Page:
The Tour de France is near, and the good news for bike fans is this inevitably means there is a wave of brand spanking new super speedy rides to drool over. This week, Trek launched the all new Madone, an aero bike that hasn't had a revamp since 2013 and a bike that has a rich history in the Tour - it was ridden to victory by Contador in 2007 and 2009. This announcement hardly came as surprise to the cycling world, as a true aero bike was something that a glaring omission from the 2015 Trek range. Every detail of the new Madone has been engineered for unprecedented performance, ride quality and efficiency - in fact Trek are so confident in its abilities they're dubbing it the �ultimate racing bike�.
Jens Kl�tzer, editor of TOUR MagazineThe new Madone is definitely the most advanced racing bike on the current market. It combines the important key qualities of perfect handling, state-of-the-art aerodynamics, race-ready geometry and outstanding comfort in a elaborate, function-orientated way, like no other product has done so far.
Frame and Forks - Advanced aerodynamics
Trek claim that the Madone sets a new benchmark for aero performance, surpassing every other road bike - such as the Propel and Cervelo S5 - on the tarmac and in the wind tunnel. This signals a significant leap in performance from the previous incarnation of the Madone, which was a frame built out of a compromise between aero and endurance. To achieve these new levels of performance, Trek have molded the carbon into their new Kammtail Virtual Foil (KVF) tubes, rather than using the standard OCLV process. This means the tubes are slightly wider, stiffer and lighter than before, offering a profile that is more aggressive, minimises drag and crucially offers superior aerodynamics. The early signs are impressive, the new Madone was ridden to victory recently by Bob Jungels in the Luxembourg national road race and featured heavily in the Criterium du Dauphine where the Trek Factory Racing team where said to be delighted with their new racing machine.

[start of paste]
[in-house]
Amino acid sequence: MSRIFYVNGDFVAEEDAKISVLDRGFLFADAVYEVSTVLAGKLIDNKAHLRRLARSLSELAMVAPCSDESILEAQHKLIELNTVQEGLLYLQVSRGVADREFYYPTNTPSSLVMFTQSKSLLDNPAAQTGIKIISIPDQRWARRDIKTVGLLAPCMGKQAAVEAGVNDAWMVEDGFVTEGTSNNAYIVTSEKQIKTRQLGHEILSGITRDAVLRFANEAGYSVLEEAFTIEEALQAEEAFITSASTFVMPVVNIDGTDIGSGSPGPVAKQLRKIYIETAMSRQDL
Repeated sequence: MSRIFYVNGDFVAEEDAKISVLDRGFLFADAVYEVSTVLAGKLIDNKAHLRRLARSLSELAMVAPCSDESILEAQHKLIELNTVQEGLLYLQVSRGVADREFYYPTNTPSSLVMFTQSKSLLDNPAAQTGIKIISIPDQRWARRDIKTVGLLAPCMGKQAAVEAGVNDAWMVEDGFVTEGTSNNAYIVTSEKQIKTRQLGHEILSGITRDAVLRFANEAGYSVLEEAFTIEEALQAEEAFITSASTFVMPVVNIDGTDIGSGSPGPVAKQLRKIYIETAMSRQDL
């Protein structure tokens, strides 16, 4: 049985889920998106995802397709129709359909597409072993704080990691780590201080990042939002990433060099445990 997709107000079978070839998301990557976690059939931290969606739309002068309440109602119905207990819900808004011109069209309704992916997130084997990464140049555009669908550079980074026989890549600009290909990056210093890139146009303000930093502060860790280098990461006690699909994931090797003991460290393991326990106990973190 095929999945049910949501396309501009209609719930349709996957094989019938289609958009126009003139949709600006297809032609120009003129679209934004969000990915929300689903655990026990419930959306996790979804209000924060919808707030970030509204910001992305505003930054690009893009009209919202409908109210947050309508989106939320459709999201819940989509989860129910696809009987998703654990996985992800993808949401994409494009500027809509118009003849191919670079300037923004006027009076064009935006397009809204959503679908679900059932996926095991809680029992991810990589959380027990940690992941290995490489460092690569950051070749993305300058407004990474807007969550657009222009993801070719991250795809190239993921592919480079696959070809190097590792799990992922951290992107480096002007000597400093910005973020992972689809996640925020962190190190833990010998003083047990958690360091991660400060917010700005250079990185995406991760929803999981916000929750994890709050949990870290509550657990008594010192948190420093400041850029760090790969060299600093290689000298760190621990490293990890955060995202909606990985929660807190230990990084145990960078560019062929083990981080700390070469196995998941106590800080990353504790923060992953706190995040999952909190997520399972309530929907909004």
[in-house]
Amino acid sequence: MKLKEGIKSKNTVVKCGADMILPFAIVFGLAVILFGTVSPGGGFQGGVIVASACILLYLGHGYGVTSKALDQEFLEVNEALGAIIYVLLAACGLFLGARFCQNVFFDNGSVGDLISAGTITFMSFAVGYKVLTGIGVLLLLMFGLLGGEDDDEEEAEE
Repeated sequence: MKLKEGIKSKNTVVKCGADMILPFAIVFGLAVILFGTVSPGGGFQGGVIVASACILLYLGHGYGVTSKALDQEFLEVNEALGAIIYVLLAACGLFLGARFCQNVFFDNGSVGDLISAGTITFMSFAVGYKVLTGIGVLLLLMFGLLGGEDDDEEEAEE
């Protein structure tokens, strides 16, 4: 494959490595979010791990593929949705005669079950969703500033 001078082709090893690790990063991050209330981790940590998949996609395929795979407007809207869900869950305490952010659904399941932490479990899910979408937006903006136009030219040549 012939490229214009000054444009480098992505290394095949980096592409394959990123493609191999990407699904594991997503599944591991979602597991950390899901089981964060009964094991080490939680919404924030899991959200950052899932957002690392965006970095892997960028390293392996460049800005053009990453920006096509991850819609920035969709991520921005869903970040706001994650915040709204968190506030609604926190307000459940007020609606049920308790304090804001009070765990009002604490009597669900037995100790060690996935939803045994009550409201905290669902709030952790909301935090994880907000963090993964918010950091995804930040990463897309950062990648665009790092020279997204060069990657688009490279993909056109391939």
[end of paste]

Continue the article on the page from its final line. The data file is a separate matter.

The new Madone is also fully integrated with Trek's IsoSpeed decoupler technology, which improves the vertical compliance by isolating the seattube from the rest of the frame, without hindering the efficiency of the overall ride. IsoSpeed first featured on the Domane a few years ago, largely to negate the vibrations caused by the cobbles on classics like Paris-Roubaix and adding an IsoSpeed decoupler to the Madone, albeit not an exact replica of the one found on the Domane, will certainly improve its comfort factor. The fork also features Trek's KVF tube profiles, increasing lateral stiffness and meaning more precise handling through the corners. The frame weighs in at 950g and the Madone 9 series is said to save a rider 19 watts, or two minutes in every hour, compared to a non-aero bike.
To make the new Madone aero, Trek had a host of bespoke, integrated components to pick up the marginal gains in performance necessary. The biggest and most obvious integration are the direct mount brakes, which are fully integrated into the frame and utilise the �Vector Wings� on the fork, which hide the upper part and the cables of the front brake when you turn the handlebar sharply. The Madone has a control centre hidden on the down tube, hiding the battery used for electronic shifting and an integrated handlebar and stem combo that makes the cockpit sleek and aero.
Models, Fit and Cost
A fully tested size-specific ride-tuned performance delivers the ultimate balance of speed, power and handling, no matter what size bike you ride. The Madone will be offered in two different fits, H1 for the super-flexible racing machines among us and the H2, the optimal position for most riders and even the pros.